Title: Psychic Teenage Bloodbath
Author: Carl John Lee
Release date: October 28th, 2022
Uncle Carl returns with his 5th release and 2nd of 2022!
I don’t know how I’ve struck gold here, but for some reason Carl and I have really hit it off and it’s always pleasant to get emails from him every few weeks. Coincidentally, I’m writing this review on the one year release-aversary of my novel Incarnate, which Carl kindly did the cover art for.
A month or so back, I get an email from Carl with the subject line “Advance Copy of The Ballad of Sh1tty Pants Joe” but the 1 was an I – don’t think for one second Carl has lost his edge. I chuckled and opened and it found a digital copy of his newest attached, kindly created by his son. He gave me a brief summary and finished it by saying this – “I go places in this one even people wouldn’t like Uncle Carl would!”
Good grief was he right.
What I liked: If you’ve read any of Carl John Lee’s work, you’ll know what you’re in for – only this one goes full Spinal Tap and turns the extreme knob up to eleven. If you require Trigger Warnings, Uncle Carl has provided them, and boy are there plenty here.
The novel opens with Charlie and Susan, two teen girls secretly in love, surrounded by a town and school full of homophobic jerks. At the big dance, they sneak away, only for a horrible attack to happen and Susan ends up in a coma, totally paralyzed. But her mind still works, and after a year of struggling, she’s finally found the ability to use and a control others.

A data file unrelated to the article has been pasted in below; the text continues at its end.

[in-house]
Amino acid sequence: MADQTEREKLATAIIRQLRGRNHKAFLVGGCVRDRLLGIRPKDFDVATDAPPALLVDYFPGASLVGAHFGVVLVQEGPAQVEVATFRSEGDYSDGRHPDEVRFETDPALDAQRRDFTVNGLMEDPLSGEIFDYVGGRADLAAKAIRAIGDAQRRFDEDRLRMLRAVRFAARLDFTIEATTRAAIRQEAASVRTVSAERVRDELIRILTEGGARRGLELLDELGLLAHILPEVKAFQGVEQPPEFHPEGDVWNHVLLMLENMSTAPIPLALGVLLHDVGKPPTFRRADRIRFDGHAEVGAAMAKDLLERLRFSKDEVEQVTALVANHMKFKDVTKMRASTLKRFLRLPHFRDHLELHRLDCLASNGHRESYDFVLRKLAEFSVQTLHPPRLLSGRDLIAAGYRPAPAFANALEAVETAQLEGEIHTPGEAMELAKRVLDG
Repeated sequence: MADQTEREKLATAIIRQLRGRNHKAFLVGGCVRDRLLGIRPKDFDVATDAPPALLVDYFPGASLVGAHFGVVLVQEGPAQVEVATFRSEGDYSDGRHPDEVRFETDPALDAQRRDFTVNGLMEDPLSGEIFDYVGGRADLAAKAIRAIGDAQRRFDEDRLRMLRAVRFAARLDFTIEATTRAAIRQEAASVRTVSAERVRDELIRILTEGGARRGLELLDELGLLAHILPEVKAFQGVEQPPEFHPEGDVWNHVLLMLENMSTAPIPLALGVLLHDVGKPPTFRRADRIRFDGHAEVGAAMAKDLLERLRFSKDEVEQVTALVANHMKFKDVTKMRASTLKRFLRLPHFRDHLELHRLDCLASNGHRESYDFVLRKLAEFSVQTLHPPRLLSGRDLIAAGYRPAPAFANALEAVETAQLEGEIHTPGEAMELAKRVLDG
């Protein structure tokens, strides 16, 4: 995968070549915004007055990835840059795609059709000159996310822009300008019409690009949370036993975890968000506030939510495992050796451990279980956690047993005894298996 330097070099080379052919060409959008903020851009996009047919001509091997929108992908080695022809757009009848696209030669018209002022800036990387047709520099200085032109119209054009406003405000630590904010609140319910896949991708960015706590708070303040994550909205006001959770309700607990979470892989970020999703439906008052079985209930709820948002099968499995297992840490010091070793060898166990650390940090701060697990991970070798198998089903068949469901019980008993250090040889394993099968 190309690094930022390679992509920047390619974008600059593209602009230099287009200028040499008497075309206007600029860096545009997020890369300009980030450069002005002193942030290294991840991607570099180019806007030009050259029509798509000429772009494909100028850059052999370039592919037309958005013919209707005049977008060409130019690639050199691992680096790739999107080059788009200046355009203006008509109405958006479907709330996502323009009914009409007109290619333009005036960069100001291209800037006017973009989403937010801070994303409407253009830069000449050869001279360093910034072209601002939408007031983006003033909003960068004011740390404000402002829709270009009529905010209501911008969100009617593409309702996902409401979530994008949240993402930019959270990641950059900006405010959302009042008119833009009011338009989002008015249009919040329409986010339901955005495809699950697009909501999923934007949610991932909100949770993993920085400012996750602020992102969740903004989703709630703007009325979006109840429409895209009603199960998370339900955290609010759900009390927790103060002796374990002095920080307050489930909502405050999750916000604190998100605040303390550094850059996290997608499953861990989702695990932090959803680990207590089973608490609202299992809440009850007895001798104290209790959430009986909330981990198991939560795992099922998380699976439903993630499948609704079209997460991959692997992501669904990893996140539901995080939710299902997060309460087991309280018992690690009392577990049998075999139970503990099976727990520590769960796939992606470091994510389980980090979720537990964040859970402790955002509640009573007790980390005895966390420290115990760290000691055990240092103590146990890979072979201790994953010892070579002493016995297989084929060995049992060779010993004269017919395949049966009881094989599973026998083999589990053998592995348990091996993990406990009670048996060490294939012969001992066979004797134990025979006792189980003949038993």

It’s with that stepping stone that Lee really begins to unleash bloody torment on all who wronged her and Charlie, even as Charlie struggles to comprehend and understand what is going on.
This will remind readers of Carrie but also of the extreme horror reads from back in the 70’s where characters were belittled, bullied and beaten for being ‘different.’ Lee does a solid job of doling out revenge, while making the main characters sympathetic and strong.
Of course, it all comes to a tremendous and stomach-churning finale. In the afterword, Lee notes that he tried at one point to present this as a film option but the budget would be astronomical due to the amount of special effects that would be required for the gore. I completely understand.
What I didn’t like: This is a weird one, because every single character that Lee creates for the reader to hate ends up getting eviscerated at some point, so while normally those characters would be a negative for some readers, it gets resolved throughout.
I will say again – there are Trigger Warnings listed and this is a novel where you would be best served to take a glance at them before diving in. Nothing is safe and some truly horrible events occur within.
Why you should buy this: Well, by this point, Carl John Lee should really have a subscription service, because if you’ve read any of his work and loved it, you know you’ll be getting this one and diving in. For new readers, I think this is a perfect spot to jump in and be introduced to Uncle Carl’s deft prose and deranged paintings. And as always, the Author’s Note/Afterword at the end is hilariously ridiculous and makes me hope some day we’ll get an autobiography from him.